Ninety years of life for my mom – almost a century of experiences. One can only imagine what that must feel like. Of course it seems like every time I turn around, we are all attempting to turn the clock back and outlive time. But why not just live?
The passing of my mom has triggered unanticipated emotions at unexpected times. When I should sense sadness, peace overrides. And when a laugh wants to appear, a tear takes its place. I’ve found myself purging “things” – tossing out that which no longer has a meaning or impacted me negatively at one point. I suppose there’s significance behind it. Maybe in anticipation of something to come? Maybe I want to simplify? Or maybe I’m avoiding my emotions…
Mom’s (Vincenzella “Jean” Giuliani, aka Vinnie as we would jokingly call her) life was simple. A descendant of Italian immigrants, her father died before she could know him. My mom’s stepfather and half brother embraced her as their own, yet a piece of her heart was always missing. Growing up she understood what it was like to go without, suffering through the Great Depression. And as a result of her heritage, she was no stranger to forms of bullying.
A lover of children, Mom eventually becoming a teacher before marrying my father. With five children of her own (six if you count her first born that died two days after birth), she was like a circus clown always juggling our schedules and personalities. My mother expressed her love language through food – EVERYTHING was homemade. A joyful tune from Frank Sinatra always rendered a smile, while a half hour spent watching M*A*S*H or Everybody Loves Raymond exposed her distinct laugh. A card game or two revealed her competitive side, yet the pinching of her grandchildren’s cheeks displayed her compassion.
Technology was foreign to Mom…ultimately blessed as a result. She lived for the moment instead – present at every social event, school play, softball game, cheerleading competition, track meet, basketball game, girl/boy scout ceremony, graduation, family gathering, birth of a grandchild, wedding, and every trial and tribulation of each child. Mom went wherever the need was, providing unwavered strength when we were searching for ours.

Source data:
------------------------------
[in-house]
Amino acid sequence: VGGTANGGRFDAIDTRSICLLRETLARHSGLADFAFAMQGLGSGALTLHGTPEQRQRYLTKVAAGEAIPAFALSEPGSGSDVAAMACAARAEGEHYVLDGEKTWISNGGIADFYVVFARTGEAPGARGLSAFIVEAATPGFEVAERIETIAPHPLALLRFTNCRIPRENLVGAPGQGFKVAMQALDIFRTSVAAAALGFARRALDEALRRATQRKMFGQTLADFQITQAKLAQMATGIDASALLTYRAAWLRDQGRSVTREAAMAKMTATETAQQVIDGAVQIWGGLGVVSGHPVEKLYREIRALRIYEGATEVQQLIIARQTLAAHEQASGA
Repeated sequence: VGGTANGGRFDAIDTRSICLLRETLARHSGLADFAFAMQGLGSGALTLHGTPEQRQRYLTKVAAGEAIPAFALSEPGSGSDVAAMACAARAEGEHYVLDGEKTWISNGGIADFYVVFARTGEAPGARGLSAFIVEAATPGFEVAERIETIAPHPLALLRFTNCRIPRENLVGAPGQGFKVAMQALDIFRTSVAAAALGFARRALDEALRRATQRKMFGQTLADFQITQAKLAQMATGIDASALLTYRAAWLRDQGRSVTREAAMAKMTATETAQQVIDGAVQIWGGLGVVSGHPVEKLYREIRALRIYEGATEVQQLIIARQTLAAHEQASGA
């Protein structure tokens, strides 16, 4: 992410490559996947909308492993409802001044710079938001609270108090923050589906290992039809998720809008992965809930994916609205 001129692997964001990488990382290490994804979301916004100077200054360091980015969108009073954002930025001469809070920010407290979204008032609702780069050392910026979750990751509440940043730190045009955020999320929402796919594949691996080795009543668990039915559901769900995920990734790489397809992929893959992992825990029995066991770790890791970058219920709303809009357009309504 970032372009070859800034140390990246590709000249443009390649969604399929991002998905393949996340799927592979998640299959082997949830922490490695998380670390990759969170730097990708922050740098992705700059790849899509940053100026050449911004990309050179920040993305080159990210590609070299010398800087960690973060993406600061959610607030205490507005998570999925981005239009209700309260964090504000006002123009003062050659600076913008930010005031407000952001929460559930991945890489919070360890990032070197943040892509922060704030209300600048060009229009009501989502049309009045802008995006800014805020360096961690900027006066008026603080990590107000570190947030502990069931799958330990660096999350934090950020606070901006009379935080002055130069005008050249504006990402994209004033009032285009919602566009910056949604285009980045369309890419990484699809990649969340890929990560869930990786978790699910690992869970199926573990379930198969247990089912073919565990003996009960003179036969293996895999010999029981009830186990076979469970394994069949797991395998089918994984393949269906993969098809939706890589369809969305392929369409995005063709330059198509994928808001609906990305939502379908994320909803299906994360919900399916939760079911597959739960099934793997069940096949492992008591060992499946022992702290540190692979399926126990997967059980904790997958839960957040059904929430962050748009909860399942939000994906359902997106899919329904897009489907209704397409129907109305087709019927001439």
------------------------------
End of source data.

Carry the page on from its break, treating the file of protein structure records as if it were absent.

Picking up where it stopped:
But mom’s last six or so years were spent in mental darkness, protected from her children’s adversities. Two cancer battles and a brain asphyxiation might have crushed her soul. Yet somehow, she smiled more with her dementia than she had in all my years growing up. Maybe there was more peace in the dark. Maybe she wasn’t distracted by mini computers. Maybe…just maybe…she was just being…
You see, my friend, we often are too consumed with life to ‘just be’. Overwhelmed by the hustle, we keep doing and going and struggling and maneuvering and pushing and pulling and…URRRRRR!!!!!
We forget too easily to ‘be’.
So in honor of my mom, I encourage you to stop doing and start being. Your self-worth is not measured by how busy you are, what you’ve achieved or how much money is in the bank. Walk in purpose, be intentional, live for moments. There is no medal of worthiness that we are adorned with at some ceremony. The only worthiness is what you feel in your heart.
ASKING FOR YOUR VOTE!
Thank you for following my journey! It has reached a point where it can grow into so much more, and I would be so grateful to receive your support over the next 8 days as I’ve been nominated to earn Ms. Health and Fitness!
Earning this title and reward could lay the foundation of where I’ve been putting a lot of energy recently – equipping teens with more emotional intelligence tools to better handle the complexities of life that they continue to get exposure to at younger and younger ages.
If you believe in this mission, and me, I invite you to vote for me each day for the next 8 days!
Thank you in advance and much love, many hugs and a ton of strength to you all! 💕